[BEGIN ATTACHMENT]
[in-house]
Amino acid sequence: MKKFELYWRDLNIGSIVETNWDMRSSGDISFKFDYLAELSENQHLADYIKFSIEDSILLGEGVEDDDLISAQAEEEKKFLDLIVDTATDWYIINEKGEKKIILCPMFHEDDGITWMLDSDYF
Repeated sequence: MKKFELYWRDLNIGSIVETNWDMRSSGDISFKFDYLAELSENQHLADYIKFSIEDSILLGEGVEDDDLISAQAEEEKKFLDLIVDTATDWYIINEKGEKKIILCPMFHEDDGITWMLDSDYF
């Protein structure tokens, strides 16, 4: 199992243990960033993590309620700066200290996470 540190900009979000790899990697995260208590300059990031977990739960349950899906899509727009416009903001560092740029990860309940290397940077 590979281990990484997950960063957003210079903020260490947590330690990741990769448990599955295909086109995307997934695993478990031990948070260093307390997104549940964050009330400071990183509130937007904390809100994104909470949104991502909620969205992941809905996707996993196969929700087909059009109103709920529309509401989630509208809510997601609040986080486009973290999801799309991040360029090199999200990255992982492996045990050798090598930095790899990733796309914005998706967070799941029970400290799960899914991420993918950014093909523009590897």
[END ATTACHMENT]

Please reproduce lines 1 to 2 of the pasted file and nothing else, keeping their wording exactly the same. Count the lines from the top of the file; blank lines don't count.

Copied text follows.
[in-house]
Amino acid sequence: MKKFELYWRDLNIGSIVETNWDMRSSGDISFKFDYLAELSENQHLADYIKFSIEDSILLGEGVEDDDLISAQAEEEKKFLDLIVDTATDWYIINEKGEKKIILCPMFHEDDGITWMLDSDYF